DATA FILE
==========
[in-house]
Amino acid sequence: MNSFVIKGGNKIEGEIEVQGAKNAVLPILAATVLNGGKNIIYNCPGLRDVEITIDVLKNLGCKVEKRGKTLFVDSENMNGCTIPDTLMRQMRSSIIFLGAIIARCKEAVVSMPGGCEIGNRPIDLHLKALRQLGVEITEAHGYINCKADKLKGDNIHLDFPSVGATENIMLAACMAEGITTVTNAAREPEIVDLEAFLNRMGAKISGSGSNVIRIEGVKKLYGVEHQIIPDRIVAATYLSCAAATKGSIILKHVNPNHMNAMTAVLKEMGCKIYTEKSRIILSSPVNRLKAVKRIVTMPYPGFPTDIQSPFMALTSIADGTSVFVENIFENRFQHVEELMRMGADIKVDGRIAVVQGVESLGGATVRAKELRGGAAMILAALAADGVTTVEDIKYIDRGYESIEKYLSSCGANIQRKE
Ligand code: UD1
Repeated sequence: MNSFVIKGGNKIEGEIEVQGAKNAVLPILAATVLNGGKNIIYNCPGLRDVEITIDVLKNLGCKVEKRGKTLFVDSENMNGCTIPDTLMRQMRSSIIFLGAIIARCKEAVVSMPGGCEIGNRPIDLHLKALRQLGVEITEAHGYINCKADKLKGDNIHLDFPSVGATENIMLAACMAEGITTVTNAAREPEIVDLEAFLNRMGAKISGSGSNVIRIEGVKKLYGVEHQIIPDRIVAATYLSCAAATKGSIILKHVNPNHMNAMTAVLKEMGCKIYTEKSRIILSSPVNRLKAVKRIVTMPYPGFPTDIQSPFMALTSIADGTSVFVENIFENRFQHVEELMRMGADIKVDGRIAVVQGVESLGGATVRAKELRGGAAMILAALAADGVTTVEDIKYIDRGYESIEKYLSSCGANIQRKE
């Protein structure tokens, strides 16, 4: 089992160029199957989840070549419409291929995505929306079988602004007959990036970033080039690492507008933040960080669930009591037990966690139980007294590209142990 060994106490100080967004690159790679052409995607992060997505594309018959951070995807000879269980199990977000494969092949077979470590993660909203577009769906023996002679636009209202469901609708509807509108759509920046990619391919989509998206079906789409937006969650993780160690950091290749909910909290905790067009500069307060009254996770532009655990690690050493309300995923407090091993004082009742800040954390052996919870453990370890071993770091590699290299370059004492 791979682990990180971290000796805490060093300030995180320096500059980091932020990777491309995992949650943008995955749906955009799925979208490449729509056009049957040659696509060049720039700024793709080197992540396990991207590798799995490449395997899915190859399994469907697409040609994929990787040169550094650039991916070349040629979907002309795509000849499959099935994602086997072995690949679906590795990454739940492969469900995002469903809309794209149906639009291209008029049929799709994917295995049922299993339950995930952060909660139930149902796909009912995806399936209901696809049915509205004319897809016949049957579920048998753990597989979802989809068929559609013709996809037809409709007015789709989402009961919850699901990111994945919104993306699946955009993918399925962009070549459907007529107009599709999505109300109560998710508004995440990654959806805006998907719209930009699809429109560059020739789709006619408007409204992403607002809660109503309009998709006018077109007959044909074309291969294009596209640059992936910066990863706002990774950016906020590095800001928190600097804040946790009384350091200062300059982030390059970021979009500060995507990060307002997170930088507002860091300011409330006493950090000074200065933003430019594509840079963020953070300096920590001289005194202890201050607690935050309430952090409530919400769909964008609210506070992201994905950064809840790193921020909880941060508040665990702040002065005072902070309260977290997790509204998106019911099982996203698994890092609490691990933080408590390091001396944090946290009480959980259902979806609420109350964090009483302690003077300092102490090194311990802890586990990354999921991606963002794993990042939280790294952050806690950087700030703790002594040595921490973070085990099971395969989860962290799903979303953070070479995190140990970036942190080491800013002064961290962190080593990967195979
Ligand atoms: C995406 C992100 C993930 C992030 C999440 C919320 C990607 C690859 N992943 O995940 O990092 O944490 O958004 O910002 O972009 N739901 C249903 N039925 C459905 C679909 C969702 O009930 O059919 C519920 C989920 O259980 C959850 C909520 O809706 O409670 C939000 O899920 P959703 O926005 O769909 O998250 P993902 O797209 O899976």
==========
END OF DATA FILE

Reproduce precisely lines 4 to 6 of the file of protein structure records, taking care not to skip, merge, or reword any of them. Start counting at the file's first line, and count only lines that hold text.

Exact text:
Repeated sequence: MNSFVIKGGNKIEGEIEVQGAKNAVLPILAATVLNGGKNIIYNCPGLRDVEITIDVLKNLGCKVEKRGKTLFVDSENMNGCTIPDTLMRQMRSSIIFLGAIIARCKEAVVSMPGGCEIGNRPIDLHLKALRQLGVEITEAHGYINCKADKLKGDNIHLDFPSVGATENIMLAACMAEGITTVTNAAREPEIVDLEAFLNRMGAKISGSGSNVIRIEGVKKLYGVEHQIIPDRIVAATYLSCAAATKGSIILKHVNPNHMNAMTAVLKEMGCKIYTEKSRIILSSPVNRLKAVKRIVTMPYPGFPTDIQSPFMALTSIADGTSVFVENIFENRFQHVEELMRMGADIKVDGRIAVVQGVESLGGATVRAKELRGGAAMILAALAADGVTTVEDIKYIDRGYESIEKYLSSCGANIQRKE
């Protein structure tokens, strides 16, 4: 089992160029199957989840070549419409291929995505929306079988602004007959990036970033080039690492507008933040960080669930009591037990966690139980007294590209142990 060994106490100080967004690159790679052409995607992060997505594309018959951070995807000879269980199990977000494969092949077979470590993660909203577009769906023996002679636009209202469901609708509807509108759509920046990619391919989509998206079906789409937006969650993780160690950091290749909910909290905790067009500069307060009254996770532009655990690690050493309300995923407090091993004082009742800040954390052996919870453990370890071993770091590699290299370059004492 791979682990990180971290000796805490060093300030995180320096500059980091932020990777491309995992949650943008995955749906955009799925979208490449729509056009049957040659696509060049720039700024793709080197992540396990991207590798799995490449395997899915190859399994469907697409040609994929990787040169550094650039991916070349040629979907002309795509000849499959099935994602086997072995690949679906590795990454739940492969469900995002469903809309794209149906639009291209008029049929799709994917295995049922299993339950995930952060909660139930149902796909009912995806399936209901696809049915509205004319897809016949049957579920048998753990597989979802989809068929559609013709996809037809409709007015789709989402009961919850699901990111994945919104993306699946955009993918399925962009070549459907007529107009599709999505109300109560998710508004995440990654959806805006998907719209930009699809429109560059020739789709006619408007409204992403607002809660109503309009998709006018077109007959044909074309291969294009596209640059992936910066990863706002990774950016906020590095800001928190600097804040946790009384350091200062300059982030390059970021979009500060995507990060307002997170930088507002860091300011409330006493950090000074200065933003430019594509840079963020953070300096920590001289005194202890201050607690935050309430952090409530919400769909964008609210506070992201994905950064809840790193921020909880941060508040665990702040002065005072902070309260977290997790509204998106019911099982996203698994890092609490691990933080408590390091001396944090946290009480959980259902979806609420109350964090009483302690003077300092102490090194311990802890586990990354999921991606963002794993990042939280790294952050806690950087700030703790002594040595921490973070085990099971395969989860962290799903979303953070070479995190140990970036942190080491800013002064961290962190080593990967195979
Ligand atoms: C995406 C992100 C993930 C992030 C999440 C919320 C990607 C690859 N992943 O995940 O990092 O944490 O958004 O910002 O972009 N739901 C249903 N039925 C459905 C679909 C969702 O009930 O059919 C519920 C989920 O259980 C959850 C909520 O809706 O409670 C939000 O899920 P959703 O926005 O769909 O998250 P993902 O797209 O899976």